ROANOKE/FLOYD, Va. (WFXR) – Many hemp farmers have popped up in Southwest Virginia since it became legal in the Commonwealth in March 2019. But some farmers who rushed to start growing didn’t have plans for the plant leaving the market saturated.
Many people are benefitting from the products produced by it hemp and hope the industry picks up.
Aaron Linkenhoker has used CBD Products made from help since 2014.
He tried it after he was attacked in college and suffered a traumatic brain injury.
Originally, he was on prescription pills and says he didn’t like the way they made him feel.
“They left me feeling somewhat zombified. Having to keep up with the routine of what do I take at what time, making sure I eat between pills,” Linkenhoker said.
He says he took the medicine for about three years until he discovered hemp and CBD products.
“After about 15 minutes, I could feel it in my body just kind of tingling and I thought, ‘Oh, that’s nice.’ It was not the psychoactive effects that I thought it might be, because that’s what’s usually associated with it,” he said.
He is hoping others will experience what he has now that growing the plant and using it to create products is legal in the Commonwealth.
Patrick Sisk is a co-owner of the Buffalo Hemp Company and Aaron uses its products.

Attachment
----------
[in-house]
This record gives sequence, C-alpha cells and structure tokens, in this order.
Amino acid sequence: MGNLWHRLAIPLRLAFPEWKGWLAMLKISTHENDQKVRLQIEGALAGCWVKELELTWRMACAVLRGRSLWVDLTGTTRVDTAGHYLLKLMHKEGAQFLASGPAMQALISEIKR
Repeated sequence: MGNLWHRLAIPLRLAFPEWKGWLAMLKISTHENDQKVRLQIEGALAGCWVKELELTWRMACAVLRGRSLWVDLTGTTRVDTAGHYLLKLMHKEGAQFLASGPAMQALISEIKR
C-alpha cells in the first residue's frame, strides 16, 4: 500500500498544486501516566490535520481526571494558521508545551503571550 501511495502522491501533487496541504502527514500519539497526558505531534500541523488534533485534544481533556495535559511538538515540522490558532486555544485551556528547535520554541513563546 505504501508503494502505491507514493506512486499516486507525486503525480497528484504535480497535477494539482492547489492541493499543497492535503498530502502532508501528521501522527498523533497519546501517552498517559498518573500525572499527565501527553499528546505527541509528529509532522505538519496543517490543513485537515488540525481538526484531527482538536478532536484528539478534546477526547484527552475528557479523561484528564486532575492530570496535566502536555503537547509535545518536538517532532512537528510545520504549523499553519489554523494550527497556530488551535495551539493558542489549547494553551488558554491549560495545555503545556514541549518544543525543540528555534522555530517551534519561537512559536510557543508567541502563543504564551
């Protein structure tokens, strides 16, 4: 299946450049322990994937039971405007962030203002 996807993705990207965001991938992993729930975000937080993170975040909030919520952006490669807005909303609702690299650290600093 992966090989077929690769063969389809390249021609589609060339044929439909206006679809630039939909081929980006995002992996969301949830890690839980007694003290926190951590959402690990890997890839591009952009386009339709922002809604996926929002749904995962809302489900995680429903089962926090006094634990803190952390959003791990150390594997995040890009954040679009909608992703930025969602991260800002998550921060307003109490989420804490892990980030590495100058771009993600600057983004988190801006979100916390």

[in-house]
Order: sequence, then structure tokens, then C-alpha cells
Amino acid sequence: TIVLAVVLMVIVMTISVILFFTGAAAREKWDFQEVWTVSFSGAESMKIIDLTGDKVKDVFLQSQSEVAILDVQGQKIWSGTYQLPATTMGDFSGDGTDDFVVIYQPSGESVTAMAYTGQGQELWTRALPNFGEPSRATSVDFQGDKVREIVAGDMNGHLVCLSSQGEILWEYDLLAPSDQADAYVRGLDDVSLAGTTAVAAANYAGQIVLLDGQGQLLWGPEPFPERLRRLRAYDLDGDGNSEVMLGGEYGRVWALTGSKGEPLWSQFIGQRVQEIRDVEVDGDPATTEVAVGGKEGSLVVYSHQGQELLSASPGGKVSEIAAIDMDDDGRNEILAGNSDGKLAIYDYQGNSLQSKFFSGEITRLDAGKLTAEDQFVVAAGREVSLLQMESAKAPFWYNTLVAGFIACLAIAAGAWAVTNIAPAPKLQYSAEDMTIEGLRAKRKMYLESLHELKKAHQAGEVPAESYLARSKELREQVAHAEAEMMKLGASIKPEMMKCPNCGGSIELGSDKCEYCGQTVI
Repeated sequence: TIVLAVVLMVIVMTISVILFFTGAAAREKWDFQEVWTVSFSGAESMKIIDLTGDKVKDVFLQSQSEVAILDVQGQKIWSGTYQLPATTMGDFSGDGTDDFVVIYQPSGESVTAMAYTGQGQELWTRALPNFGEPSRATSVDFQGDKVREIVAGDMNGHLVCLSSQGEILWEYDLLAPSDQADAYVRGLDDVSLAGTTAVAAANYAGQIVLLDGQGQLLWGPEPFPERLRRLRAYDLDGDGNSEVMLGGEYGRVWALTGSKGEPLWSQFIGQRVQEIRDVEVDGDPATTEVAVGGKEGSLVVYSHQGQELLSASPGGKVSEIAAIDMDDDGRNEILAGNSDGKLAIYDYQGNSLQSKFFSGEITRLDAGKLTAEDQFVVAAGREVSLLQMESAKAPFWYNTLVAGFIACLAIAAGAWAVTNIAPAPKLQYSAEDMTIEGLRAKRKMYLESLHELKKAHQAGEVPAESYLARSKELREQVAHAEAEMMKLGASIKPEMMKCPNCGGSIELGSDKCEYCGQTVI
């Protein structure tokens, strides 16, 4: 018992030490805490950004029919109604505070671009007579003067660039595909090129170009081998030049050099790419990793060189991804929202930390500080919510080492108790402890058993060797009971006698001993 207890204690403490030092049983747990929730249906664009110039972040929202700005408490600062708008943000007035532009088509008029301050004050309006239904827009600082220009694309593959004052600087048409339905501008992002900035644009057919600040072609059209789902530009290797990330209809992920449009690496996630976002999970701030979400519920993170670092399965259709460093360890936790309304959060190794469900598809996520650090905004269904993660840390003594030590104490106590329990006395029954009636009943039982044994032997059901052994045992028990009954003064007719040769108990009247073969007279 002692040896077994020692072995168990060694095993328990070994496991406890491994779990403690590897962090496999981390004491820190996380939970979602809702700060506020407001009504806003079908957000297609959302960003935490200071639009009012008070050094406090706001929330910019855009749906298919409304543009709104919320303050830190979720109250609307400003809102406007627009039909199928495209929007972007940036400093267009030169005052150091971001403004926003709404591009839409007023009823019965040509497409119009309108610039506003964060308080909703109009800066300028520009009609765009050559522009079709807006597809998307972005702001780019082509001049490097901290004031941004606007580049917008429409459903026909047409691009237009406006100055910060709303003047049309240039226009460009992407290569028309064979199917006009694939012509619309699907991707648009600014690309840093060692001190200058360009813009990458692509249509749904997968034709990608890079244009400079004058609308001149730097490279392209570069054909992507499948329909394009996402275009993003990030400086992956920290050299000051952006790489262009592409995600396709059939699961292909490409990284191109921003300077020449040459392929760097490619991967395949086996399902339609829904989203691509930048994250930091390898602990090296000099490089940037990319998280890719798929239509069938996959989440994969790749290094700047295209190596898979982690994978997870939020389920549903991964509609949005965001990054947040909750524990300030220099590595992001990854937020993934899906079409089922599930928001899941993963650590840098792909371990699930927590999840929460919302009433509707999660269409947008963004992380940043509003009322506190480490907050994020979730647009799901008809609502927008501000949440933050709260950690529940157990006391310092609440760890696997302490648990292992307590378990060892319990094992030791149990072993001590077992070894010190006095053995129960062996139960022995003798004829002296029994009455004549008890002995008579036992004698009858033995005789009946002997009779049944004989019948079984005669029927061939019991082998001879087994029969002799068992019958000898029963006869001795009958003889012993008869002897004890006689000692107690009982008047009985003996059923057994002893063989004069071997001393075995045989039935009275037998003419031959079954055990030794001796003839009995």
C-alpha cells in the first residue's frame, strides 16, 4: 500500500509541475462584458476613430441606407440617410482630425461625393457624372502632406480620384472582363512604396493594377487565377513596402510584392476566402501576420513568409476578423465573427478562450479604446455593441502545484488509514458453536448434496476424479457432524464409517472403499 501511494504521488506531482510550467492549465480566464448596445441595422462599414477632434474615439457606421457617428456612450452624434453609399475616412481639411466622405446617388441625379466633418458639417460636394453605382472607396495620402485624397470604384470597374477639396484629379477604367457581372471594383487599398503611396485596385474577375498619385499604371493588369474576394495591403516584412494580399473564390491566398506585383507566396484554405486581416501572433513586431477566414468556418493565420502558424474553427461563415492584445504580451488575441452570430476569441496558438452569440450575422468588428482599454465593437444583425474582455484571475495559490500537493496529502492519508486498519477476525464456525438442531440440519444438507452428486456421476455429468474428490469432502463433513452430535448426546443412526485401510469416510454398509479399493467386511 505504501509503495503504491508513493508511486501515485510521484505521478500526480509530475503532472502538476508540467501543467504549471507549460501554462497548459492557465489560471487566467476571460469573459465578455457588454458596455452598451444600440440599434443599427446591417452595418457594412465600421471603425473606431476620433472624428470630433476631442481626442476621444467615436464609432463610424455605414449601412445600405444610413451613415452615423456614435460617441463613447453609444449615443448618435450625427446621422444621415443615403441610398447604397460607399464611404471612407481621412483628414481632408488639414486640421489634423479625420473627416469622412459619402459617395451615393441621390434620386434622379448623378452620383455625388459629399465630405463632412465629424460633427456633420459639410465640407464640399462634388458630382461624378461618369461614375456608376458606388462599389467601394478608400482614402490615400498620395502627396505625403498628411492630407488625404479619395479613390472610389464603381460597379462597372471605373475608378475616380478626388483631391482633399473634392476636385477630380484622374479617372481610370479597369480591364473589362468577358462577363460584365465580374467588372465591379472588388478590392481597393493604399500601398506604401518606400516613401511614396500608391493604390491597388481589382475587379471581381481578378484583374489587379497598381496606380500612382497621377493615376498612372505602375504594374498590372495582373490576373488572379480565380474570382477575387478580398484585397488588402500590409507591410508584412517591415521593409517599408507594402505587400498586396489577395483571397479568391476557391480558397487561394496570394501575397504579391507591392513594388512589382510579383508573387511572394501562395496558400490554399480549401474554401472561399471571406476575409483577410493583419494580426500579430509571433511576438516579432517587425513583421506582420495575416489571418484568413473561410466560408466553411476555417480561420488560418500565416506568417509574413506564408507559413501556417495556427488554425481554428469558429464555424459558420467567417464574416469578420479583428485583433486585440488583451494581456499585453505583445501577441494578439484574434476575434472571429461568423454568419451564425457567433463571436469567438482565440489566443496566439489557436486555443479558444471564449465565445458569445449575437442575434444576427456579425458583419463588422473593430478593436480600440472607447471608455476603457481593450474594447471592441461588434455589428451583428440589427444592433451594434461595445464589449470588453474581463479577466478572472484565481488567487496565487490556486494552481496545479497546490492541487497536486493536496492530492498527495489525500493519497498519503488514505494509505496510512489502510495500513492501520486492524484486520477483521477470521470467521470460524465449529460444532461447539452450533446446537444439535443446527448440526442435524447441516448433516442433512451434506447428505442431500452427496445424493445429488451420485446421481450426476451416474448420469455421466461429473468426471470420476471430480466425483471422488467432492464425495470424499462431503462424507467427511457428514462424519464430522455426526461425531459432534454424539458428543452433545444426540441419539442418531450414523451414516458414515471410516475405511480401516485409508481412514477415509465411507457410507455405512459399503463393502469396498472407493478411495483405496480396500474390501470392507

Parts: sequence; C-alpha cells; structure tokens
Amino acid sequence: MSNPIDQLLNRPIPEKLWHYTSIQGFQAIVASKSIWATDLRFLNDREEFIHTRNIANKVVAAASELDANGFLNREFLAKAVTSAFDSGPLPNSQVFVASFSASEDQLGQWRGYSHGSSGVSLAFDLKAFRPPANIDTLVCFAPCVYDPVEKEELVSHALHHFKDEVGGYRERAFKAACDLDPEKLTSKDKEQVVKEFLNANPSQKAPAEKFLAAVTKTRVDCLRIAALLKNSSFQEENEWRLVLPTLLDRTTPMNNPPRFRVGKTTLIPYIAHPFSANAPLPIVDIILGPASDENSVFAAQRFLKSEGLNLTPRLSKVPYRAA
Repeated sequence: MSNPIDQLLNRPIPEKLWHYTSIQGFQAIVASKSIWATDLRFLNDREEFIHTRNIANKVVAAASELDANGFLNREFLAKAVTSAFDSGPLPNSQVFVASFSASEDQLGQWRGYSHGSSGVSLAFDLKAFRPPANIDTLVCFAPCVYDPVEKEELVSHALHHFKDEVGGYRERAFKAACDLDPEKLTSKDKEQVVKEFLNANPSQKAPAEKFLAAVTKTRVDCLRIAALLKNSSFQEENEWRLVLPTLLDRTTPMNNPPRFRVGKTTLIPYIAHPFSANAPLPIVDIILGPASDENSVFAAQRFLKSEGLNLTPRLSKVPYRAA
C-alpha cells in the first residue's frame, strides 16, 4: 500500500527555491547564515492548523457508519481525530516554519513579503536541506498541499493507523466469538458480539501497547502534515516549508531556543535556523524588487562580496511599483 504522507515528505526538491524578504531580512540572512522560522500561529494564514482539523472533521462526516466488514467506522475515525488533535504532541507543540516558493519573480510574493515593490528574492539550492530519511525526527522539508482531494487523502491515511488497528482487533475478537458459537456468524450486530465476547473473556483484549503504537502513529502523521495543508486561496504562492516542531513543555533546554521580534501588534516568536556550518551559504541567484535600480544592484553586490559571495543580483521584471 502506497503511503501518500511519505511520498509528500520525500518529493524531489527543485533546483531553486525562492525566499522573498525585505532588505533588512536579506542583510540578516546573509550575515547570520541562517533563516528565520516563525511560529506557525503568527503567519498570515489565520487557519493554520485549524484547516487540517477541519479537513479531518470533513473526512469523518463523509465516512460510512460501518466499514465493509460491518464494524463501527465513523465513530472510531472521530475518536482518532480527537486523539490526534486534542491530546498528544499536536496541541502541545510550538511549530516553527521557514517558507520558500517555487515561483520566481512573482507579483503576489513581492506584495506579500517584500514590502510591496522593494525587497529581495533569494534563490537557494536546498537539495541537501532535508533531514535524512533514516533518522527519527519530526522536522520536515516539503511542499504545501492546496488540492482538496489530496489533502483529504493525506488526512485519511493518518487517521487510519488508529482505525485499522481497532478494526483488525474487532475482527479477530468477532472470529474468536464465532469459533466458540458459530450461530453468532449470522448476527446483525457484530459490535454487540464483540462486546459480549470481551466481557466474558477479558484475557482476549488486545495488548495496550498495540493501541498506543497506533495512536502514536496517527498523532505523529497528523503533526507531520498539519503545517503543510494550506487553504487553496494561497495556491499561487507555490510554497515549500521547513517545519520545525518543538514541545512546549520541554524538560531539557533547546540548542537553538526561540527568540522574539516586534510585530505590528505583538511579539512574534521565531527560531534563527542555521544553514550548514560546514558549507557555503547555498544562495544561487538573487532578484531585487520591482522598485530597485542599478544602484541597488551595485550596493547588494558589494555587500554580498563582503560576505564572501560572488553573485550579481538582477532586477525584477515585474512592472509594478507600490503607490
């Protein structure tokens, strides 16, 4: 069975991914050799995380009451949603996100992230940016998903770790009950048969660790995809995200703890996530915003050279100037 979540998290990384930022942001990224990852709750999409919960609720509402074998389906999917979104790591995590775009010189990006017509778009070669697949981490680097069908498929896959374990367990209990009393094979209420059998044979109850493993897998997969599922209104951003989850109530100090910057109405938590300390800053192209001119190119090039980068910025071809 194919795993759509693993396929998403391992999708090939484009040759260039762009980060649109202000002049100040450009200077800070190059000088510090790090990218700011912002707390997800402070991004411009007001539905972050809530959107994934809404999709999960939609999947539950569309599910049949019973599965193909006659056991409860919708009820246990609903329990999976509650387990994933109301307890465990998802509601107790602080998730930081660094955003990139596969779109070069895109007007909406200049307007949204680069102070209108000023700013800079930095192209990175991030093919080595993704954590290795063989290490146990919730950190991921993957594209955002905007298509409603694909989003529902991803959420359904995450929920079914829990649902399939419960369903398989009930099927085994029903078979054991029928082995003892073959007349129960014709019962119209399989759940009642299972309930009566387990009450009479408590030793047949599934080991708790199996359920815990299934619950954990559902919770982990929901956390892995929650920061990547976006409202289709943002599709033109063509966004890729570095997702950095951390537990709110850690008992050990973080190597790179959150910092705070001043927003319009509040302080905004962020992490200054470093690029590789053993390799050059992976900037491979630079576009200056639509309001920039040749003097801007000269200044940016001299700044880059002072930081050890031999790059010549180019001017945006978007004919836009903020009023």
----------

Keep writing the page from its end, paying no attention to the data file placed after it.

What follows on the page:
Beyond what it does for those who use the products, Sisk says the Hemp industry is great for the Commonwealth and he hopes it saves the agricultural business.
“We have a lot of old farmland here. This gives some of those farmers a chance to keep that farmland. It’s a good crop.”Patrick Sisk, The Buffalo Hemp Company Co-Owner and Grower
This is their second harvest of hemp, and unlike many others, they do more than just grow it – they process and create their own products, sometimes in their own stores.
They make different creams, oils and paste from the plant for a variety of uses.
They use avila herbals, a nutraceutical company in Riner, to process their plants.
Chief Operating Officer Richard Obiso is seeing a backlog of farmers stuck with unprocessed hemp plants or biomass.
“We have close to 25,000 pounds of dried hemp that we are processing for over 15 different clients. We get a phone call every day from someone what wants to sell it to us – and we’re full. We’re completely full,” said Obiso.
Buffalo Hemp Company co-owner Kerry Underwood says he hopes the business picks up and more processors come online able to turn more hemp into products that help people like Aaron Linkenhoker.
“You can grow a lot, but if you can’t bring it to the market, or you can’t create the oil, or you can’t get a processor to take it from you, you just have a lot of biomass,” Underwood said.
Linkenhoker says he consulted with his doctor before making the switch.
He says anyone else considering it should do the same.
For more information regarding industrial hemp, click here.
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